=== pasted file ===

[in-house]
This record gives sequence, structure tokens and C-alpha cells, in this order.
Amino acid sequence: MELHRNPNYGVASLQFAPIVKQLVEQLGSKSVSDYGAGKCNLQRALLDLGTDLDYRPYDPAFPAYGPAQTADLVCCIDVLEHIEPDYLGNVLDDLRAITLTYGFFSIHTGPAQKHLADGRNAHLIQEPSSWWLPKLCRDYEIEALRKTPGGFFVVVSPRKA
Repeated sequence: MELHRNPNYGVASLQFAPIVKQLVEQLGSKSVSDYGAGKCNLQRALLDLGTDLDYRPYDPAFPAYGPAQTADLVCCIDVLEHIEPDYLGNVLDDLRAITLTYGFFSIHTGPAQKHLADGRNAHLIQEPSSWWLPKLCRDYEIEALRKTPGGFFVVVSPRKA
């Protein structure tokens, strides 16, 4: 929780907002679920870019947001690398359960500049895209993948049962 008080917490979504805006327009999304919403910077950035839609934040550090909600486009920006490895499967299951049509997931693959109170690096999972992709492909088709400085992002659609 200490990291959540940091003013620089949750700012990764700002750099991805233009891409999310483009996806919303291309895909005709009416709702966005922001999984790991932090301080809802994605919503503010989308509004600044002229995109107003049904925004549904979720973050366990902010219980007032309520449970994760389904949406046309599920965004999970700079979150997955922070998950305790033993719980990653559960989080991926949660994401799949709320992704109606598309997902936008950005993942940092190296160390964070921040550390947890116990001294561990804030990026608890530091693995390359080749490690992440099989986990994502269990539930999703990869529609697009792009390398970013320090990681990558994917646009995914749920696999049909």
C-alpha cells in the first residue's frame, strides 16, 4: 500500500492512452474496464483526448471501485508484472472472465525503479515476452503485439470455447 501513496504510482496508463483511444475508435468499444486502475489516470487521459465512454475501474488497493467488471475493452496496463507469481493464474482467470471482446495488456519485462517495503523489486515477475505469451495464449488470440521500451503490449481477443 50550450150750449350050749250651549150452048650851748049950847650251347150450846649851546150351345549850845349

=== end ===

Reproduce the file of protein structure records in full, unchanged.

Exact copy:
[in-house]
This record gives sequence, structure tokens and C-alpha cells, in this order.
Amino acid sequence: MELHRNPNYGVASLQFAPIVKQLVEQLGSKSVSDYGAGKCNLQRALLDLGTDLDYRPYDPAFPAYGPAQTADLVCCIDVLEHIEPDYLGNVLDDLRAITLTYGFFSIHTGPAQKHLADGRNAHLIQEPSSWWLPKLCRDYEIEALRKTPGGFFVVVSPRKA
Repeated sequence: MELHRNPNYGVASLQFAPIVKQLVEQLGSKSVSDYGAGKCNLQRALLDLGTDLDYRPYDPAFPAYGPAQTADLVCCIDVLEHIEPDYLGNVLDDLRAITLTYGFFSIHTGPAQKHLADGRNAHLIQEPSSWWLPKLCRDYEIEALRKTPGGFFVVVSPRKA
């Protein structure tokens, strides 16, 4: 929780907002679920870019947001690398359960500049895209993948049962 008080917490979504805006327009999304919403910077950035839609934040550090909600486009920006490895499967299951049509997931693959109170690096999972992709492909088709400085992002659609 200490990291959540940091003013620089949750700012990764700002750099991805233009891409999310483009996806919303291309895909005709009416709702966005922001999984790991932090301080809802994605919503503010989308509004600044002229995109107003049904925004549904979720973050366990902010219980007032309520449970994760389904949406046309599920965004999970700079979150997955922070998950305790033993719980990653559960989080991926949660994401799949709320992704109606598309997902936008950005993942940092190296160390964070921040550390947890116990001294561990804030990026608890530091693995390359080749490690992440099989986990994502269990539930999703990869529609697009792009390398970013320090990681990558994917646009995914749920696999049909």
C-alpha cells in the first residue's frame, strides 16, 4: 500500500492512452474496464483526448471501485508484472472472465525503479515476452503485439470455447 501513496504510482496508463483511444475508435468499444486502475489516470487521459465512454475501474488497493467488471475493452496496463507469481493464474482467470471482446495488456519485462517495503523489486515477475505469451495464449488470440521500451503490449481477443 50550450150750449350050749250651549150452048650851748049950847650251347150450846649851546150351345549850845349